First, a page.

Color, 1988, 85m.
Directed by Dimitri Logothetis
Starring Nicholas Celozzi, Tom Reilly, Donna Denton, Toni Basil, Hope Marie Carlton, Tamara Hyler, Steven Brian Smith, Ty Miller
Code Red (Blu-ray) (US R0 HD), Retrofilm (DVD) (Germany R2 PAL) / WS (1.78:1) (16:9)
Released just as the '80s horror boom was dying rapidly, Slaughterhouse Rock may not make a ton of sense but you have to give it credit for trying every trick in the book. Adopting the smoky, stylized look of music videos for much of its running time, the film plays like a college/prison gumbo of films like Demons, Trick or Treat, A Nightmare on Elm Street, and Witchboard, with enough gore and bare skin to make audiences happy and enough stupidity to make critics pull out their knives. Needless to say, if you're an '80s horror junkie, this former VHS fixture delivers the junky goods.
Plagued for over a week by nightmares in which he's chained up and mutilated by a clawed demon, college student Alex (Celozzi) is told by his buddies that his dreams must be connected to a macabre incident at nearby Alcatraz in which four members of a rock band called Body Bag were horribly murdered just before their tour boat was set to take them back home. The situation gets worse when he starts having waking visions of monster hands bursting through the walls of a restaurant, worms crawling out of his cheek, and a beast bursting into his bedroom to rip open his chest. His older brother, party boy Richard (CHiPS' Reilly), is concerned when Alex's dreams start manifesting in reality, first in scratches on his neck and then in more overt ways, and after a bit of research by his girlfriend (Denton) and their friends, it turns out there's a nasty demon lurking in Alcatraz that was temporarily raised by those pesky dead rockers. Now Alex appears to be harboring the secret to what really went down, so they all head out to Alcatraz from the night where they encounter spooky rock queen Sammy Mitchell (pop singer and dancer Toni "Mickey" Basil, sporting some crazy hats), her mangled band mates, and the fanged demon itself.
First of all, it should be noted that this film isn't quite a full-on rock horror film in the mode of Rocktober Blood (where's that Blu-ray?!), Rock 'n' Roll Nightmare, Trick or Treat, Blood Roses, or Terror on Tour, though it does feature some kitschy dead rockers with gored-up facial and throat wounds. That said, you do get a really fun electronic score by Devo (yes, that Devo) and a very energetic turn by Basil, who stops the show just before the one-hour mark with an interpretive music video dance sequence that must be seen to be believed. Most of the actors seem like they just saw the script five seconds before the cameras started rolling, but Reilly and comic relief Steven Brian Smith bring some breezy charisma to their roles anyway. More oddly, in addition to some of the obligatory female topless shots, the film features an insane amount of shirtless beefcake and bro bonding that puts this somewhere between David DeCoteau territory and famous coded closeted horror films like A Nightmare on Elm Street 2: Freddy's Revenge and The Lost Boys.
Picked up for U.S. distribution by Taurus (who also picked up Two Evil Eyes) for a very marginal theatrical run, Slaughterhouse Rock made its way to VHS from Sony Video almost immediately and caught a lot of eyeballs with its striking cover art. After that it disappeared from the United States entirely for decades, finally resurfacing in 2016 on Blu-ray from Code Red with a fresh scan from the original negative. For the record, this is the standard theatrical cut and not the reported earlier edit that popped up on Dutch VHS, which briefly extended two demon shots and featured a random bit of extra dialogue (running about 20 seconds longer); that cut also turned up on one of the German DVDs, albeit dubbed in German only. Image quality is obviously a major leap over the past transfers with radically improved black levels (it really looks like it's taking place at night now) and borderline psychedelic colors at times, befitting the whole music video aesthetic (with lots of neon in a few scenes, too). Some of the super dark scenes in the second half are still problematic just because of how they were shot with very low lighting, resulting in a pretty nasty, gritty appearance that's part of the original source. The DTS-HD MA English stereo track sounds fine given there isn't anything too dynamic going on apart from that Devo score.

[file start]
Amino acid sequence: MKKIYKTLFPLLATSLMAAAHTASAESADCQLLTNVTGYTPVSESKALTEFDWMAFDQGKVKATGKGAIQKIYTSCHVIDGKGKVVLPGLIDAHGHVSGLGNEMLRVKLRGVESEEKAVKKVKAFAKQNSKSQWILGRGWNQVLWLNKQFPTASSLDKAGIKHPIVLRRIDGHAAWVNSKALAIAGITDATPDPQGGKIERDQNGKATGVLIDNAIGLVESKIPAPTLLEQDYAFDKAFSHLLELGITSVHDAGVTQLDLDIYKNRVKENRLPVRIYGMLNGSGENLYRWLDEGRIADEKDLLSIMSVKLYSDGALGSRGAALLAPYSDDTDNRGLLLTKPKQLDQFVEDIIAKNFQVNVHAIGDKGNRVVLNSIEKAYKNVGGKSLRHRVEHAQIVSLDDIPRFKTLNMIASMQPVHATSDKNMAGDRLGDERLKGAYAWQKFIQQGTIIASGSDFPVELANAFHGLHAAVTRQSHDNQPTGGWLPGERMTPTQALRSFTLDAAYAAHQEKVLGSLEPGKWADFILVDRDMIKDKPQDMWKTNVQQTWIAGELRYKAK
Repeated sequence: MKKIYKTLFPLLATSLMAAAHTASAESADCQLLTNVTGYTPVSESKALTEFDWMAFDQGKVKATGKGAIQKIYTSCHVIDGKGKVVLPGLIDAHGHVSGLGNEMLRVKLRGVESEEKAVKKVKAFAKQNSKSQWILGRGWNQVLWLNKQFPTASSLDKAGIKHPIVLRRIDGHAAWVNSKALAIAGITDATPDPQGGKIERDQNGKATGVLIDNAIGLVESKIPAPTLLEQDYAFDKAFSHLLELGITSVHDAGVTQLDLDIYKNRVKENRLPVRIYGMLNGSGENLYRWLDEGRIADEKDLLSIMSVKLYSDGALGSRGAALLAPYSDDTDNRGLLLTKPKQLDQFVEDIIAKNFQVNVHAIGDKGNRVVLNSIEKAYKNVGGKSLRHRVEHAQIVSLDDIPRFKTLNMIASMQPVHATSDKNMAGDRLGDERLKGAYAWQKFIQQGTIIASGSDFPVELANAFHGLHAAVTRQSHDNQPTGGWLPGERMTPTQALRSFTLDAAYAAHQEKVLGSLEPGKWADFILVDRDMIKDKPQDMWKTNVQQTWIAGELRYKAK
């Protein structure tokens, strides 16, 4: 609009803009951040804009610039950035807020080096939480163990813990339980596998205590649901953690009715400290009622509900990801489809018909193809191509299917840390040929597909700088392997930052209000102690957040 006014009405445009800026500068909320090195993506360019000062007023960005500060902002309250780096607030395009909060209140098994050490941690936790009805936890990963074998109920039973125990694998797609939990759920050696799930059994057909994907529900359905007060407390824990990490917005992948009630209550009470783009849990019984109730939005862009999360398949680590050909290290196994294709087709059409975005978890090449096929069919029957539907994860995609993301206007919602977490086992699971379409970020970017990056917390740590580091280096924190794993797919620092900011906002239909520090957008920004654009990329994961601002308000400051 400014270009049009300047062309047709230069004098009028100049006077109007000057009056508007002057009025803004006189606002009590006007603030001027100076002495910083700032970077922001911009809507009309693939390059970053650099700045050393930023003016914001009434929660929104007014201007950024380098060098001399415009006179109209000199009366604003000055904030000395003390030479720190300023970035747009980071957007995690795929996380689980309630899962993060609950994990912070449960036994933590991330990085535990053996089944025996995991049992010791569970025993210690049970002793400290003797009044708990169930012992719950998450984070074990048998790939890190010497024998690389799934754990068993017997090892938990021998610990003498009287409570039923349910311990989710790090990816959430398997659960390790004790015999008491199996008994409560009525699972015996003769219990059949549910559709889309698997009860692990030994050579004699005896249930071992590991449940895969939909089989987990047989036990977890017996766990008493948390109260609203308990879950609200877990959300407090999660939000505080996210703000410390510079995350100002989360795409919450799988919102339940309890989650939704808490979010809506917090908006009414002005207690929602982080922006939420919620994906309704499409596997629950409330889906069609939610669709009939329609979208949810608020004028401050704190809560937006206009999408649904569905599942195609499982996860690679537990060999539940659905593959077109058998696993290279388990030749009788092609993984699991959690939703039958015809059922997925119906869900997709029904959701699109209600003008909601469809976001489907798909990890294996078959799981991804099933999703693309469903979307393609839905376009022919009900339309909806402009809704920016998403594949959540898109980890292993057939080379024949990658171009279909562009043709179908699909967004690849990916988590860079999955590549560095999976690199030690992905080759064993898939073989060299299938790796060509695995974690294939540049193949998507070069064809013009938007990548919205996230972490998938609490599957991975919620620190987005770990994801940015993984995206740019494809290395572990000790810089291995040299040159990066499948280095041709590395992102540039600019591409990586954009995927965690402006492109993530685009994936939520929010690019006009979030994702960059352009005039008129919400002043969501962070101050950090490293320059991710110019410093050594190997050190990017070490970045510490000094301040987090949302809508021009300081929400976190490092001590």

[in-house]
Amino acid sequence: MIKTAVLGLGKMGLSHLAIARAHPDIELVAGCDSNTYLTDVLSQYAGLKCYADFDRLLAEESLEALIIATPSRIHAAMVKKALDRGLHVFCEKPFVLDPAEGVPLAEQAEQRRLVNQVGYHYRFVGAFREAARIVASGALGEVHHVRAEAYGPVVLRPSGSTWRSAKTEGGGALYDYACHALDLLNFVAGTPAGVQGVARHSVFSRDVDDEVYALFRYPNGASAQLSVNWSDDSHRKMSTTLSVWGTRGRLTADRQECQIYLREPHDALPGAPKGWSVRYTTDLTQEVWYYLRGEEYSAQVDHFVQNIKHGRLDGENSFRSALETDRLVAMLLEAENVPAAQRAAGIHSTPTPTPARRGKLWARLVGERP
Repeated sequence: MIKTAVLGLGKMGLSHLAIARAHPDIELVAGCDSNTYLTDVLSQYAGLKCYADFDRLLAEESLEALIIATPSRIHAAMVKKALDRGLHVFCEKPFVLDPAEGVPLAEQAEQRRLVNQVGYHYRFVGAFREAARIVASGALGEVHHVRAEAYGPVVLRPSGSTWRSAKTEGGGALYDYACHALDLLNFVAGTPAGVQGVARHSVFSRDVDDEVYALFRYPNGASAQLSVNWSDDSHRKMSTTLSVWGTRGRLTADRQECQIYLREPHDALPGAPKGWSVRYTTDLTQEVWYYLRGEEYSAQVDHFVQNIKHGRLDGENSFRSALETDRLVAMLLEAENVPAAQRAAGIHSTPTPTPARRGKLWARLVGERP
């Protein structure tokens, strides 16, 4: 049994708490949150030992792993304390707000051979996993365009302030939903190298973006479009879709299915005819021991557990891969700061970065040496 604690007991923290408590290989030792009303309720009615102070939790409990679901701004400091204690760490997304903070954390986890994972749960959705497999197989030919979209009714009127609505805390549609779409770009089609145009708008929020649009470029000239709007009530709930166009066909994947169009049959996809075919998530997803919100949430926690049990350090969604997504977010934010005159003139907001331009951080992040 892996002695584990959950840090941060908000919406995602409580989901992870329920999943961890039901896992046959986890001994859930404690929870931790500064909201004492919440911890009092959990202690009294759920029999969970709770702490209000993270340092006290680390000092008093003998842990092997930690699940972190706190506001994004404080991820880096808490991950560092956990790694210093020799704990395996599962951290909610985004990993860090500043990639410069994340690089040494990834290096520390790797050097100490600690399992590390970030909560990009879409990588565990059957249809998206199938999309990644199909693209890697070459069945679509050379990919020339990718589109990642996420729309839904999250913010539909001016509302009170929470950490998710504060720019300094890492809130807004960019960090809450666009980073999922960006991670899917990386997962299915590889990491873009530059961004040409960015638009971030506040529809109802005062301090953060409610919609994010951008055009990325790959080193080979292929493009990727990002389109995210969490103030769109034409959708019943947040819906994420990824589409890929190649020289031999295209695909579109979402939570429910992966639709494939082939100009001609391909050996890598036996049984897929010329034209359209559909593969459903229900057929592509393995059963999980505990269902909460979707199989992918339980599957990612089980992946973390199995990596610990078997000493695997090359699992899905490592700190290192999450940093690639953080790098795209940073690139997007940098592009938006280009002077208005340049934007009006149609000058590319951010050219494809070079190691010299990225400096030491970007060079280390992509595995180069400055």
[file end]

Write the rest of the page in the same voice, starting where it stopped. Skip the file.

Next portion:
Speaking of which, Devo's Mark Mothersbaugh (who's since gone on to a notable film scoring career with films like 21 Jump Street and Cloudy with a Chance of Meatballs) is on hand for two extras, a quick video intro (with the label's talking banana) and a 10-minute interview about how Basil suggested Devo for the project after they worked on her Mickey album, what it was like doing his first film score (not counting Human Highway, built around preexisting Devo music),and the collaborative nature of the band's composing songs. Also on hand is cinematographer Nicholas Josef von Sternberg for a 13-minute interview in which he briefly talks about having fun on this film before heading on to other topics like why he didn't follow his famous father into directing, the unique approach he took to shooting Dolemite, his disastrous experience on Another You, and the Canadian financial chicanery that made him retire.